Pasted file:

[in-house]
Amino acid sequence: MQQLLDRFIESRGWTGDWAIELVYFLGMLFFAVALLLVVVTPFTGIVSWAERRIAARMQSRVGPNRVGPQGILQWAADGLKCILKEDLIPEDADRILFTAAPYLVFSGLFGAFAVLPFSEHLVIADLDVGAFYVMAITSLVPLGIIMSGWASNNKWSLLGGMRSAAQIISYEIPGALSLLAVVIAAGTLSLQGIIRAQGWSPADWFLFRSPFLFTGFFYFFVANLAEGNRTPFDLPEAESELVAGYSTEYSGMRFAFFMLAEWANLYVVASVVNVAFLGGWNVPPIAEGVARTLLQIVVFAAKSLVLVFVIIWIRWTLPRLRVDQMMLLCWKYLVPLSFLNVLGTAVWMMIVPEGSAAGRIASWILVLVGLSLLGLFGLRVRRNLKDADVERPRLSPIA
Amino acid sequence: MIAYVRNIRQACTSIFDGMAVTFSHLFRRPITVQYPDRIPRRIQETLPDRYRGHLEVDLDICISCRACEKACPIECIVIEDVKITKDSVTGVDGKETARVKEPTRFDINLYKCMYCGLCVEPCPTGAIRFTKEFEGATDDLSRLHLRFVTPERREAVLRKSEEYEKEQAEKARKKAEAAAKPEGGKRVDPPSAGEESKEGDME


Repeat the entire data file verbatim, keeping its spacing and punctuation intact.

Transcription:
[in-house]
Amino acid sequence: MQQLLDRFIESRGWTGDWAIELVYFLGMLFFAVALLLVVVTPFTGIVSWAERRIAARMQSRVGPNRVGPQGILQWAADGLKCILKEDLIPEDADRILFTAAPYLVFSGLFGAFAVLPFSEHLVIADLDVGAFYVMAITSLVPLGIIMSGWASNNKWSLLGGMRSAAQIISYEIPGALSLLAVVIAAGTLSLQGIIRAQGWSPADWFLFRSPFLFTGFFYFFVANLAEGNRTPFDLPEAESELVAGYSTEYSGMRFAFFMLAEWANLYVVASVVNVAFLGGWNVPPIAEGVARTLLQIVVFAAKSLVLVFVIIWIRWTLPRLRVDQMMLLCWKYLVPLSFLNVLGTAVWMMIVPEGSAAGRIASWILVLVGLSLLGLFGLRVRRNLKDADVERPRLSPIA
Amino acid sequence: MIAYVRNIRQACTSIFDGMAVTFSHLFRRPITVQYPDRIPRRIQETLPDRYRGHLEVDLDICISCRACEKACPIECIVIEDVKITKDSVTGVDGKETARVKEPTRFDINLYKCMYCGLCVEPCPTGAIRFTKEFEGATDDLSRLHLRFVTPERREAVLRKSEEYEKEQAEKARKKAEAAAKPEGGKRVDPPSAGEESKEGDME